A "record number" of adverts were complained about last year, the Advertising Standards Authority (Asa) has revealed.
In its annual report for 2006, the industry watchdog said that 12,842 ads were complained about, with internet advertising becoming a growing area of concern.
But despite a rise in the number of individual ads which prompted public unease, the ASA said that the total number of complaints it received dropped by 14.5 per cent over the year.
Some 22,429 complaints were lodged with the organisation, with the ASA ordering 2,421 ads to be changed or withdrawn as a result.
The ASA said that concerns about religious offence, violent imagery and same-sex kisses dominated those that were raised about the ten most complained about ads last year.
An ad by the Gay Police Association, featuring a bible in order to suggest a religious motivation for homophobic incidents, attracted more concern than any other, with 553 complaints lodged with the ASA over the national press promotion.
The industry regulator upheld complaints by various religious groups who claimed that the ad was offensive to Christians.
Meanwhile 271 complaints that an HM Revenue & Customs ad depicted all self-employed people as tax evaders were not upheld, although the image of a plumber hiding under a kitchen sink was subsequently amended by the government anyway.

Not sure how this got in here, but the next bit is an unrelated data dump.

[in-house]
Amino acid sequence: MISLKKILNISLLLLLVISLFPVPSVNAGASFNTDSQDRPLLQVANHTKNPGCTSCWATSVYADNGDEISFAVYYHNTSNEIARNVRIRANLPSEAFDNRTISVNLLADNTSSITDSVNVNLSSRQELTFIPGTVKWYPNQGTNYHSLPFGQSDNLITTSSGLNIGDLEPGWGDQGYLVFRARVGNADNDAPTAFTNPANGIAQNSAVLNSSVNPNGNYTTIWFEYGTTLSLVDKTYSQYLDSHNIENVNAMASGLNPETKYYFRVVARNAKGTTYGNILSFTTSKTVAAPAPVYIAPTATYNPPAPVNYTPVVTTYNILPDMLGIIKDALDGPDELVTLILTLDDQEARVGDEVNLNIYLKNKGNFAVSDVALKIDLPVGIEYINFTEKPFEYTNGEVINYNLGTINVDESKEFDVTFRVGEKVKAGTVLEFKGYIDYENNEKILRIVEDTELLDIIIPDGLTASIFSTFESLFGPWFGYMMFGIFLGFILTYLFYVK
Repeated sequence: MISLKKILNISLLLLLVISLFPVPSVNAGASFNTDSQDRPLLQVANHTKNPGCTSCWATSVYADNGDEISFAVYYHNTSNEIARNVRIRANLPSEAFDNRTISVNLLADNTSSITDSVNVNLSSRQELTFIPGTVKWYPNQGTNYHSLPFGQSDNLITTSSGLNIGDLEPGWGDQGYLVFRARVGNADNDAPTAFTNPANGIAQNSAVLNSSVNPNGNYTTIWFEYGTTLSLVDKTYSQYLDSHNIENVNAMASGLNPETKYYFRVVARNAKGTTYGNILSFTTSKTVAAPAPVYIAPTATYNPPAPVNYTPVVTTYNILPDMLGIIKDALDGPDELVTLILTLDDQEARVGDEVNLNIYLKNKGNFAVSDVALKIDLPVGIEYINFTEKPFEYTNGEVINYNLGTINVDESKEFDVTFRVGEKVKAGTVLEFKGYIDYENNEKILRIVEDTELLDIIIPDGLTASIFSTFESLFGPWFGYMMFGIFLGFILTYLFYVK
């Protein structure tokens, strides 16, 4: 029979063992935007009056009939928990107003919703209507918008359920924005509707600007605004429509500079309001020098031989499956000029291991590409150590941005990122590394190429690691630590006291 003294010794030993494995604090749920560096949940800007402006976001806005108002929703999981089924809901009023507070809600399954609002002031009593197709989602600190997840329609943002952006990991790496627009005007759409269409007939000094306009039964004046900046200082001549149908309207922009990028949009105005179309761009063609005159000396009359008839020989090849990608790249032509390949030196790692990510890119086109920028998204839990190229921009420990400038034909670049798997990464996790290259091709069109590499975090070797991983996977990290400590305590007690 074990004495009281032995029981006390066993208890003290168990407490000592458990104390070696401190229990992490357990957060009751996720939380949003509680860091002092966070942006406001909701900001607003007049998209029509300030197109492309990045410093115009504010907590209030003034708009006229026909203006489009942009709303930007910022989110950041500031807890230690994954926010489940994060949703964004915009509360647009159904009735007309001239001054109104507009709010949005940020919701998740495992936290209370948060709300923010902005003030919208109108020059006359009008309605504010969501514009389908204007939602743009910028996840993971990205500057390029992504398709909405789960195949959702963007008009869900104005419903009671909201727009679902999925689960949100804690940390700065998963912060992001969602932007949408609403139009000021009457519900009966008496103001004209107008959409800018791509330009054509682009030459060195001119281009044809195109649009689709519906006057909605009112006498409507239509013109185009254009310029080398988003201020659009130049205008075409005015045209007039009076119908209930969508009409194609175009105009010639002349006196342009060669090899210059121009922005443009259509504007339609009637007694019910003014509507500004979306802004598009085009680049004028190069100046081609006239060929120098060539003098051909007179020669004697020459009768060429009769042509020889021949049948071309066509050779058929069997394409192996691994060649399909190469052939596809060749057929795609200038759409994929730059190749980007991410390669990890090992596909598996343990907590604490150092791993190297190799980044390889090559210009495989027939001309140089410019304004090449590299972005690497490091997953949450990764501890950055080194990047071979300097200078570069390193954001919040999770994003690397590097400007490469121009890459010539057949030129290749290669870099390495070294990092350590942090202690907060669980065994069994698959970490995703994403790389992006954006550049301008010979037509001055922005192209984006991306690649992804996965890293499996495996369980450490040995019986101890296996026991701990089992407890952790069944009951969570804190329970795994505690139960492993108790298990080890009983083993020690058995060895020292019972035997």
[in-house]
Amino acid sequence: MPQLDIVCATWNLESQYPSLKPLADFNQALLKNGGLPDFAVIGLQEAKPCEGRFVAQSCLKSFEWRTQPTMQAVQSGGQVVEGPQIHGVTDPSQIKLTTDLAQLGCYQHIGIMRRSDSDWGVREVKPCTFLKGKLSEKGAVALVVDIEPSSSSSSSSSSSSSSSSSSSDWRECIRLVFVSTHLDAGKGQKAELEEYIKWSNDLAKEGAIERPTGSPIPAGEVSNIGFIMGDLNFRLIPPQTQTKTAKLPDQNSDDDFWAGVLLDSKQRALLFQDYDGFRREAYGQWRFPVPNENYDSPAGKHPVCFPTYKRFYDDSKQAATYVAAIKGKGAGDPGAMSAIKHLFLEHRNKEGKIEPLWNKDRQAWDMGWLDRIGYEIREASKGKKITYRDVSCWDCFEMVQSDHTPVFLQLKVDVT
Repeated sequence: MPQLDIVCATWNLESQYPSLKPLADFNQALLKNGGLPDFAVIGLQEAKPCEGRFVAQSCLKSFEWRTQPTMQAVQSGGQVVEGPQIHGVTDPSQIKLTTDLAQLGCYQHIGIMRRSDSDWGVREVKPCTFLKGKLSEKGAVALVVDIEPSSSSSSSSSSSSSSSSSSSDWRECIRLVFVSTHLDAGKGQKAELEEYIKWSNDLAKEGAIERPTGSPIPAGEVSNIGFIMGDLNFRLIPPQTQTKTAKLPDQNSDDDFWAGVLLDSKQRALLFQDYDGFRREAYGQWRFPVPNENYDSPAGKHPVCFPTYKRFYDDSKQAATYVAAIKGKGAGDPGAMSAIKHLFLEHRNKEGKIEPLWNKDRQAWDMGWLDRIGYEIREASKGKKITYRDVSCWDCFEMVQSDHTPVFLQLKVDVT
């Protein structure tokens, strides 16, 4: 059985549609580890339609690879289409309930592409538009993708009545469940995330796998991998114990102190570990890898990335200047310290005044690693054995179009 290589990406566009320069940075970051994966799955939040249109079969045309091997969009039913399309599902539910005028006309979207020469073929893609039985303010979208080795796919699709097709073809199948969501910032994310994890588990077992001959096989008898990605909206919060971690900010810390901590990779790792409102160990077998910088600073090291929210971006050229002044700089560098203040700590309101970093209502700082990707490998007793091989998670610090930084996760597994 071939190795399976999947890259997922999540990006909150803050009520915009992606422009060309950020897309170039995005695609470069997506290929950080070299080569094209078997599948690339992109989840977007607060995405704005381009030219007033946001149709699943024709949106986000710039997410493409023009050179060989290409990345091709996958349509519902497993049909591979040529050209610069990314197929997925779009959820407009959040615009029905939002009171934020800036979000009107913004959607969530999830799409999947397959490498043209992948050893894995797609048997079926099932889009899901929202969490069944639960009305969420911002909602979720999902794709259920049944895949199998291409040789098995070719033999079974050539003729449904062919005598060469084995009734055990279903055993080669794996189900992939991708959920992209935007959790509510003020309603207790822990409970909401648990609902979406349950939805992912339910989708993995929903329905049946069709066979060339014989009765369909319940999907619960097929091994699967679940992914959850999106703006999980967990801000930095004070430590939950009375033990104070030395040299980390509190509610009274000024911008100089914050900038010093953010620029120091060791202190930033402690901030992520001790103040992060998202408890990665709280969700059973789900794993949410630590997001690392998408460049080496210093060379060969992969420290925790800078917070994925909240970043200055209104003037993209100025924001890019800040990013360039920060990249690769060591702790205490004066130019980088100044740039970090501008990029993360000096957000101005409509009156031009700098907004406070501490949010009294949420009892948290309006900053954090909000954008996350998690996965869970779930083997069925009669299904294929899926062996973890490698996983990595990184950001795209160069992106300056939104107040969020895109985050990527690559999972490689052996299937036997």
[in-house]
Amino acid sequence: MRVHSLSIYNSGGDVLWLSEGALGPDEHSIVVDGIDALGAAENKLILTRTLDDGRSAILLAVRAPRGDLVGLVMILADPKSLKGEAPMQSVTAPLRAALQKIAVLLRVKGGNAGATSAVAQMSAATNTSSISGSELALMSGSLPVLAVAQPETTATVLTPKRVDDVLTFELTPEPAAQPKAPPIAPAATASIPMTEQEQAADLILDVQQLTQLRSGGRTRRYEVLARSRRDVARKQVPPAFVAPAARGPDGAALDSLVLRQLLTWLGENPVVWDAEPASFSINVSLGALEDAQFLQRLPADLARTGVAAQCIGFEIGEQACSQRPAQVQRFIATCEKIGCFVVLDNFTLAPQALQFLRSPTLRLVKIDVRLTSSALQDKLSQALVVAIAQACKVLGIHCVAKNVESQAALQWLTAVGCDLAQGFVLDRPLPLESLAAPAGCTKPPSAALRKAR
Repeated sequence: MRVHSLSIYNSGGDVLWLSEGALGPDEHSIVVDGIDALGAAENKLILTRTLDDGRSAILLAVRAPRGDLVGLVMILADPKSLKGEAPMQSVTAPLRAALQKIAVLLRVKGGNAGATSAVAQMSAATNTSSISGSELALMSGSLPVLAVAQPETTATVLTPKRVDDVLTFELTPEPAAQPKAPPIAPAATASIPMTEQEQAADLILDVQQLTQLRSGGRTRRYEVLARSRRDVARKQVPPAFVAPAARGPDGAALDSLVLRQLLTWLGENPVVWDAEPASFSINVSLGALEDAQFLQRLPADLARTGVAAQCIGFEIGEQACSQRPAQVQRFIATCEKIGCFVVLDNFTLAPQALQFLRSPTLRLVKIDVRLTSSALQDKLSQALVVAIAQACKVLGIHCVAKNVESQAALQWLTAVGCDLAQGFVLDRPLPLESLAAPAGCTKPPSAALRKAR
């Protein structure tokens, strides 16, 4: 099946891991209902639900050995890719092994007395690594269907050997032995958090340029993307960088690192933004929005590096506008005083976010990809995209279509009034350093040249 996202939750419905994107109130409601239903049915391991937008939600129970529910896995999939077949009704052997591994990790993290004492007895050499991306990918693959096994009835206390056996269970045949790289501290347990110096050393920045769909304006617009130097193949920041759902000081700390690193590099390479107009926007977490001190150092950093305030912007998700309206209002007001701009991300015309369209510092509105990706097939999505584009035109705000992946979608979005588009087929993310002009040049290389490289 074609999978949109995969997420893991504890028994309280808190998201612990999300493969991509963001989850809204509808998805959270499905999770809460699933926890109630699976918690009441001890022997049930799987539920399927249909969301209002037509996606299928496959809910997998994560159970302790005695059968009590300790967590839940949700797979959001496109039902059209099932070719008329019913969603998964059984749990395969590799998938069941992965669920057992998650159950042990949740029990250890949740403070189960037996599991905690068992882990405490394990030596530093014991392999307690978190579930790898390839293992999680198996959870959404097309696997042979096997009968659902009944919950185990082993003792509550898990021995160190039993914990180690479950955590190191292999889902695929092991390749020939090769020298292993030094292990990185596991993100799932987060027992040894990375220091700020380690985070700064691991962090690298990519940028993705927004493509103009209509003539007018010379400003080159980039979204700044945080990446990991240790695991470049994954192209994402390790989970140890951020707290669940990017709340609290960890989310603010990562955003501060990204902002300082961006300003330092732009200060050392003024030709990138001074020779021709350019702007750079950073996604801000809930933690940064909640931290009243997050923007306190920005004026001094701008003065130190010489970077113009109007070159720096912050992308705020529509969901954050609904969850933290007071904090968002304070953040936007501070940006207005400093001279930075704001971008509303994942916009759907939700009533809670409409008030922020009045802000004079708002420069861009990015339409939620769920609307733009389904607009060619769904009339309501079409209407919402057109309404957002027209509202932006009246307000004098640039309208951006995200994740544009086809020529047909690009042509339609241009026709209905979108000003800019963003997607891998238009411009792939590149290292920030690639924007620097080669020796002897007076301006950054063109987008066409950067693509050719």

Fashion giant Dolce and Gabbana was responsible for the third-most complained about ad of the year, with 166 people expressing concern at a Napoleonic-inspired national press ad which they claimed glamorised knife crime and violence.
The complaints were upheld, although those about a second Dolce and Gabbana ad in the top ten which showed two men kissing were not.
Commenting on the report ASA chairman Lord Borrie welcomed the fact that the proportion of ads falling foul of industry codes had not risen, but warned that decency rules regarding internet advertising were still "unclear" despite the dramatic growth in online promotion.
Complaints received by the ASA about internet advertising rose by 33 per cent in 2006, making the medium the second-most complained about non-broadcast advertising format.
"The industry needs to address this issue quickly so that consumer faith in online messages can be as high as it is for advertising that appears in traditional formats," warned Lord Borrie.
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